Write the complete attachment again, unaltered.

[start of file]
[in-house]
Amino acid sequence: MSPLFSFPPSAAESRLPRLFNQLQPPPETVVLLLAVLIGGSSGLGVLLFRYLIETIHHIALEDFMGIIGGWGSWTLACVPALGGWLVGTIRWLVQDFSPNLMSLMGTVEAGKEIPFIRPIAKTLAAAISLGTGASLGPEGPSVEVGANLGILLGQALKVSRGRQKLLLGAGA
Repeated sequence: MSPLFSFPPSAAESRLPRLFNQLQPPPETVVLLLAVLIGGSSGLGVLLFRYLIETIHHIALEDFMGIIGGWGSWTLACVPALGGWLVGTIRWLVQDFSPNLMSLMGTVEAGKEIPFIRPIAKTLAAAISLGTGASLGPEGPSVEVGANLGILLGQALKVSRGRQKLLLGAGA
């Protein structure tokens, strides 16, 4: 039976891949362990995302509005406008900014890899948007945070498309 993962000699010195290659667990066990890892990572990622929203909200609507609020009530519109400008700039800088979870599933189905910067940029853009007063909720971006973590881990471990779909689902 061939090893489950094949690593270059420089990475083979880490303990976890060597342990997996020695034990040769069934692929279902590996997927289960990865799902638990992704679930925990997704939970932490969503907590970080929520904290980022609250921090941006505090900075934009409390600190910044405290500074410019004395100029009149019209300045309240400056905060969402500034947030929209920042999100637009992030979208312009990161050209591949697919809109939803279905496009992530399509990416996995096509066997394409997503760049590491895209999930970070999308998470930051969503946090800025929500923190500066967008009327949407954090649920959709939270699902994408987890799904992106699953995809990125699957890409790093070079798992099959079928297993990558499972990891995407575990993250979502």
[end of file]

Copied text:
[in-house]
Amino acid sequence: MSPLFSFPPSAAESRLPRLFNQLQPPPETVVLLLAVLIGGSSGLGVLLFRYLIETIHHIALEDFMGIIGGWGSWTLACVPALGGWLVGTIRWLVQDFSPNLMSLMGTVEAGKEIPFIRPIAKTLAAAISLGTGASLGPEGPSVEVGANLGILLGQALKVSRGRQKLLLGAGA
Repeated sequence: MSPLFSFPPSAAESRLPRLFNQLQPPPETVVLLLAVLIGGSSGLGVLLFRYLIETIHHIALEDFMGIIGGWGSWTLACVPALGGWLVGTIRWLVQDFSPNLMSLMGTVEAGKEIPFIRPIAKTLAAAISLGTGASLGPEGPSVEVGANLGILLGQALKVSRGRQKLLLGAGA
């Protein structure tokens, strides 16, 4: 039976891949362990995302509005406008900014890899948007945070498309 993962000699010195290659667990066990890892990572990622929203909200609507609020009530519109400008700039800088979870599933189905910067940029853009007063909720971006973590881990471990779909689902 061939090893489950094949690593270059420089990475083979880490303990976890060597342990997996020695034990040769069934692929279902590996997927289960990865799902638990992704679930925990997704939970932490969503907590970080929520904290980022609250921090941006505090900075934009409390600190910044405290500074410019004395100029009149019209300045309240400056905060969402500034947030929209920042999100637009992030979208312009990161050209591949697919809109939803279905496009992530399509990416996995096509066997394409997503760049590491895209999930970070999308998470930051969503946090800025929500923190500066967008009327949407954090649920959709939270699902994408987890799904992106699953995809990125699957890409790093070079798992099959079928297993990558499972990891995407575990993250979502």